Coming up soon is a rare date when girls can break the tradition and propose to their other half. Occurring only in leap years, every 4 years, there is one in 2020 on February 29th.
A leap day was added into the Julian Calendar introduced by Julius Caesar in around 46BC, taking into account that the earth takes 365 ¼ days to orbit the sun, and it was formalised in the 16thCentury with the addition of a rule that takes away leap years when the year is divisible by 100 but not 400 (eg 1800, 1900) to even out some discrepancies. However, there is a particular mythology that has arisen around leap days.
Yep, it’s become a tradition that women are allowed to propose to their man on leap day. This tradition apparently began in Ireland, where 29th February is known as Bachelor’s Day. This supposedly originated in a deal that St Brigid struck with St Patrick, to allow women to propose on one day in every four years, rather than the other way round. It’s still a long time to wait though!
Queen Victoria apparently proposed to Prince Albert, which is quite understandable really. You’ve got to consider Albert’s internal monologue: “I like this girl, but she’s Queen, and I don’t want to seem presumptuous by proposing, which is effectively asking myself to be king”.
Also Zsa Zsa Gabor claimed to have proposed to all nine of her husbands. (You can have a moment here to think about having nine husbands!)
However, this seems rather antiquated, in this day and age.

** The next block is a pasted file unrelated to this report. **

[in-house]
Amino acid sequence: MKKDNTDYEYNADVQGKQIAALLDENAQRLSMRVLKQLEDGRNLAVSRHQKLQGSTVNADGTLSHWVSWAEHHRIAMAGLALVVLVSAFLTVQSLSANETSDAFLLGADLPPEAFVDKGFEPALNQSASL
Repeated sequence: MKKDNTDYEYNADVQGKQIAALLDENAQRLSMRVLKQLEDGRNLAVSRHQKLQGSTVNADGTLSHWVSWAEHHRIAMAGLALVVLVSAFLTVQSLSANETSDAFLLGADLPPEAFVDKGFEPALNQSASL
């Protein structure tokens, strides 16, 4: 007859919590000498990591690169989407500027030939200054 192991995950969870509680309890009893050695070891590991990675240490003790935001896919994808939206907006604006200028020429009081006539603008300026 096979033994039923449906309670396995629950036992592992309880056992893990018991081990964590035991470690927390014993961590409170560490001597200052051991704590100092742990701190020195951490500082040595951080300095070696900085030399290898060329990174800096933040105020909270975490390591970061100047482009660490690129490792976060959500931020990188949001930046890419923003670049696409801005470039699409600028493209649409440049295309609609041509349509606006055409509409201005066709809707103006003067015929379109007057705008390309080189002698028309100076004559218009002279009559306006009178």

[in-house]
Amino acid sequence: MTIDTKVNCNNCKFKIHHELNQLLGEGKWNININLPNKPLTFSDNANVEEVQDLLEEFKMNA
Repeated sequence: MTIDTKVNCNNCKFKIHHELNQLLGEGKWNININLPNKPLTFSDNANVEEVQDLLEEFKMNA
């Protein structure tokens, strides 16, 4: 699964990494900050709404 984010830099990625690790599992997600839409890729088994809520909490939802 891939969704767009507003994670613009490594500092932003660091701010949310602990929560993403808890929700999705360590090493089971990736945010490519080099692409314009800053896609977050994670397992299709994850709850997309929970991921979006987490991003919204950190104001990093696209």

Why shouldn’t women propose?
And there will be some women who wish to propose to other women – so we say, go with whatever feels right to you!
So, here is a woman’s guide to proposing.
First, think about rings. Do you want to present your other half with a ring for them to wear, or will you be proposing with a ring you have chosen for yourself to wear?
If you’re presenting a man with a ring that he will wear himself, be very sure that it’s something he’s comfortable with. Men are increasingly wearing engagement rings, again breaking with tradition, but it’s not quite mainstream yet.
Choosing a ring for yourself is a great way to ensure that you get the exact ring that you want. The media is peppered with stories of women who dislike the ring their fiancé has chosen for them, for reasons of style, size, cost, origins and every other conceivable reason why you might not embrace an engagement ring.
The other small issue that you might need to bear in mind is that your other half may also be planning a proposal. Consider what you would do if you propose and he gets pouty because he was also planning to propose soon. (You may be proposing because he’s not proposed for such a long time and you’ve got fed up with waiting, but he may well be getting round to it!)
Secondly, think about how to propose. The guidance for guys holds true here as well – make sure it’s a proposal that is tailored to appeal to the proposee, not to you.
Simply asking your man to marry you without a ring holds fewer potential pitfalls than proposing with a ring. How many stories of lost rings, dropped rings, eaten-by-the-dog rings have you seen in the media? If you’re going with a ring, make sure it’s safe, and you know where it is at all times.
Thirdly, don’t over-plan it. Consider this a small-scale practice for planning your wedding, where the details of what, when, how and who can so-easily overwhelm the WHY. You are proposing to the person you love most in the whole world and the little details mustn’t get in the way of that. Yes, by all means get a camera or a friend lined up to record your moment, but if the light’s not perfect, do it anyway.
You’ve done the hard part – you’ve found the perfect person to share the rest of your life with, you just need to marry them.
We wish you the very best of luck ladies!